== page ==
By Wall Street Journal Custom Content
Tyrone Morris, 42, a restaurant owner in Milwaukee, was diagnosed with congestive heart failure in 2014. His condition worsened quickly, and he soon felt out of breath and weak on a regular basis.
"My doctor told me that eventually my heart was going to shut down and that I was going to need a heart transplant," he said.
In 2015, after collapsing in his basement, Morris’s care team implanted a CardioMEMS device — a tiny sensor in Tyrone's pulmonary artery that measures the fluid and pressure levels within his heart.
Each morning, he lies on a special pillow as the sensor captures an 18-second reading and transfers the information — his heart-pressure data — to a secure website that is monitored by his care team. They can tell when his overall condition continues to worsen and are proactively empowered to provide better care and medication adjustments as needed, without requiring hospitalization or frequent office visits.
In 2016, Morris also received the HeartMate 3 heart pump, a groundbreaking left ventricular assist device (LVAD) that assists his heart in pumping blood 24 hours a day.
"The HeartMate3 saved my life," he said. "The doctor had told me I had six months to live, and here I am four years later. Not to mention, I feel more like a normal person again."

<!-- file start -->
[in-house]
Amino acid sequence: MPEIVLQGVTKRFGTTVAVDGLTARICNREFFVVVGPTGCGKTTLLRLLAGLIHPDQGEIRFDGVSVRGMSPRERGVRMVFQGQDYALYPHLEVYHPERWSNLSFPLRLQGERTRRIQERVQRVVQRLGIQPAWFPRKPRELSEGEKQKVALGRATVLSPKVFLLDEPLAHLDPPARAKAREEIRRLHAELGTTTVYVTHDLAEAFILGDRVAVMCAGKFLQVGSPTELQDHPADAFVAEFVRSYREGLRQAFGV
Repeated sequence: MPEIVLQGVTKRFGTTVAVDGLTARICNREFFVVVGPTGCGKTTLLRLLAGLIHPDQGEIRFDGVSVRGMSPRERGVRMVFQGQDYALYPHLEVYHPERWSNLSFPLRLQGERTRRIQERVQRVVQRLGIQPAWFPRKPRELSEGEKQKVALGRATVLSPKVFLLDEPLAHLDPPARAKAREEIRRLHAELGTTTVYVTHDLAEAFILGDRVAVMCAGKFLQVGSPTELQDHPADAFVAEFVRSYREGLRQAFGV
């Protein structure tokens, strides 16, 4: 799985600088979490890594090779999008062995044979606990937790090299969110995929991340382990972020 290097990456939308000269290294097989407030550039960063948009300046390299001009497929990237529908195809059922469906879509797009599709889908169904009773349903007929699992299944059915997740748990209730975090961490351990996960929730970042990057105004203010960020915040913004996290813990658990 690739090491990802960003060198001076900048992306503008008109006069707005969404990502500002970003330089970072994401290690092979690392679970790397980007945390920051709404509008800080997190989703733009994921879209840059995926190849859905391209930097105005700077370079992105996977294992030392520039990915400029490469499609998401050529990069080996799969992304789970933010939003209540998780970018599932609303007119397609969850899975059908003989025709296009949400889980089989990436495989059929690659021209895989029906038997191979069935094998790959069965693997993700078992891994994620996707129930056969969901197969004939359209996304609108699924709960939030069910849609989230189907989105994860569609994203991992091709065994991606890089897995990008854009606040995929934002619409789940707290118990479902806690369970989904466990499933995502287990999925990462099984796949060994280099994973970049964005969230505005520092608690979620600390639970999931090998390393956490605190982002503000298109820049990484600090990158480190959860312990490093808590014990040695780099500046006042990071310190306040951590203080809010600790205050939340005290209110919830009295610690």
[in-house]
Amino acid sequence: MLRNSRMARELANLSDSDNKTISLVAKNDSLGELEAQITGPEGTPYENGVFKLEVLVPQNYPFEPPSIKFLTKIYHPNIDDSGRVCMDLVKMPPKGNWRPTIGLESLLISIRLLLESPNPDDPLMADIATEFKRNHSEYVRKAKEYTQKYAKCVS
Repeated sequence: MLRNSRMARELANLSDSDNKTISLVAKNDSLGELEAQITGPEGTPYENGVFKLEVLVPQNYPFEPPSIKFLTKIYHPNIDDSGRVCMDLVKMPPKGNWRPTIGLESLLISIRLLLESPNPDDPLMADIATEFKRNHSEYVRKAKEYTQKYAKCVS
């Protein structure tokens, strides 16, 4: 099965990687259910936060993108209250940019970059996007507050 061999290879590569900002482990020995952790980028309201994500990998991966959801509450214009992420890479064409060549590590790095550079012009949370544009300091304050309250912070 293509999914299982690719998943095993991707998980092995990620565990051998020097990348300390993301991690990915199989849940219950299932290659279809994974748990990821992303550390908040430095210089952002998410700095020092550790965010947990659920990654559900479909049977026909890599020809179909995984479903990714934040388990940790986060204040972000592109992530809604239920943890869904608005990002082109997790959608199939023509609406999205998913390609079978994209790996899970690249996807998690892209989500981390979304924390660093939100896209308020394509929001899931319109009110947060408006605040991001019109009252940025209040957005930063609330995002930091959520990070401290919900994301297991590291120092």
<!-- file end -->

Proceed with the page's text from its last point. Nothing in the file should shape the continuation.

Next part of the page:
Developing New Technologies
While heart failure remains a serious, life-threatening condition, medical innovations have emerged giving people living with it a better quality of life and better odds of long-term survival.
The CardioMEMS System, for example, is the first and only U.S. Food and Drug Administration (FDA) approved heart failure monitoring device that is clinically proven to significantly reduce hospital admissions when used by physicians to manage heart failure. Recent real-world data, at one year, showed a 58% reduction in heart failure hospitalizations.
Additionally, the HeartMate 3 heart pump, was approved as a short-or long-term implant in specific heart failure patients ineligible for a transplant or those waiting for a transplant. In 2019, HeartMate 3 was approved to be implanted via a less invasive surgical technique. Clinical trials have shown the HeartMate 3 device has a 79% survival rate after two years — approaching the survival rate after a heart transplant.
"Heart failure is just one cardiac condition that has seen significant advancement in treatment methods and technological innovation in recent years," said Dr. Philip B. Adamson, divisional vice president and chief medical officer for heart failure at Abbott. "We have seen a dramatic shift in virtual, outpatient management, particularly over the past several months, as opposed to in-office visits. The development of minimally invasive procedures and technology that allows doctors to monitor patients' cardiac conditions remotely has made treating and managing a broader range of heart conditions easier."
"One of the biggest breakthroughs has been the ability to implant devices through catheters, replacing the need for major surgery," he said.
CardioMEMS, approved by the FDA in 2014, is a prime example.
"Before CardioMEMS was introduced, monitoring heart pressures required a catheter be placed through the neck or groin and advanced into the heart, which could only be done while the patient was admitted in the hospital," Adamson added.